Number of view points - 10
Number of runners - 11
Number of (human) walkers - 4
Number of puppies - 1
Number of icecreams consumed - 6
Number of views missed due to mist - 3
Number of near face plants (just about saved) - 1
Overall pace of the runners - 14 minutes 10 per mile
Last walker standing went as far as Rose Hill
Number of people attempting further than they were really prepared for - all of us!!
It was lovely to spend the day exploring with the group, and fun to have people join for sections at a time as suited their schedule/distance they wanted to do. When the morning mist cleared the views were good, some even quite surprising, although we're really not sure where we're meant to go in Rose Hill for a view across Oxford! To our knowledge no-one other than us has attempted the route since this run in 2018, so we're now part of a very select group mad enough to try it! Great to get cheered into The Perch at the end by Julia and Vicky, and to have Samantha waiting there with a table already reserved.
Wed 7th Sep at 5:45pm
Last night a group of intrepid GoodGymers set off on an expedition to the frozen North of Oxfordshire desperately seeking their fortune in apples. Scrumping poles, litter picks and tarpaulins at the ready, they were a veritable trail of Dick Whittingtons.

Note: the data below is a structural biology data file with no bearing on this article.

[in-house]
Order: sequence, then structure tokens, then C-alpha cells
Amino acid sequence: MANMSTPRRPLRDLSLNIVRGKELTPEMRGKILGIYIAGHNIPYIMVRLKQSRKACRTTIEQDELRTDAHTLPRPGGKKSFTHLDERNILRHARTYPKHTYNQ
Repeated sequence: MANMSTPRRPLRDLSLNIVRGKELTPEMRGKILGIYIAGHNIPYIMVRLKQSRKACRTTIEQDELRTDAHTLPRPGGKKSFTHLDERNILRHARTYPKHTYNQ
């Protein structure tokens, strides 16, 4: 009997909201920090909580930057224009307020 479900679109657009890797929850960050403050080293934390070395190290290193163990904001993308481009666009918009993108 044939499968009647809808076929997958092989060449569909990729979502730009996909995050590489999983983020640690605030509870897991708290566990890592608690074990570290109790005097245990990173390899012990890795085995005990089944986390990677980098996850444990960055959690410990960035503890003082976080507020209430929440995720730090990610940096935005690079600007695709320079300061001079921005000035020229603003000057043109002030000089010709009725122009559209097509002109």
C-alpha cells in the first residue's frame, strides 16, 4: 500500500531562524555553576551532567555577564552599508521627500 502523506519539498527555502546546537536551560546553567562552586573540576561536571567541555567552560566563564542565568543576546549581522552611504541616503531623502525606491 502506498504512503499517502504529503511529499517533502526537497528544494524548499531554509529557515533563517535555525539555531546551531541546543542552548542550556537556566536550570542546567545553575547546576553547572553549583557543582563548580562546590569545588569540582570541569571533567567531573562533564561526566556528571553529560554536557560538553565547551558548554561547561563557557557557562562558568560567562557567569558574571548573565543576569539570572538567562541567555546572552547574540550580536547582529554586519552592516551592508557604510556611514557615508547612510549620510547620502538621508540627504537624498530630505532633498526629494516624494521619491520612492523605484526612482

Alighting in Lower Heyford to a warm welcome from the hardy locals they set to work filling their boots (crates) with apples from the heavily laden trees. With plenty to go around competition was not fierce, and team work prevailed between the ground crews and climbers. Various iterations of 'shake the branches of the tree and catch the apples in a tarpaulin' yielded 580kg of apples in a mixture of cookers and eaters. In a win for the Health and Safety executive (but a loss for science?) no-one got hit on the head by a falling apple Newton-style. Shona the unicorn-esque horse seemed happy to have company for the evening, and while the possibility of a ladder-based disaster was ever-present it never actually materialised.
The Cherwell Collective will be giving half of the apple haul to the Oxford Food Hub for distribution to various local food banks and larders. Some of the rest of the apple harvest will be turned into chutney by the Wonky Food Company and sold to raise funds for Cherwell Larder. A load of the remaining apples will be cooked up into delicious crumble to serve in the Cherwell Collective's Climatarian Kitchen, which is a food surplus cafe operating on Thursdays, Fridays, Saturdays at Exeter Hall, Kidlington. They also provide culinary courses, meal kits, and flexible recipes to help the community reduce food waste and promote well being. They feed between 150 and 300 people per week. Finally, the Cherwell Larder will take the rest of the apples to distribute to users of the larder. The Larder operates very similarly to a food bank, providing food and other essentials to the community.
Noted for future apple picking: hard hats or bike helmets would be useful apple picking kit!
Thanks for the title pun Henry!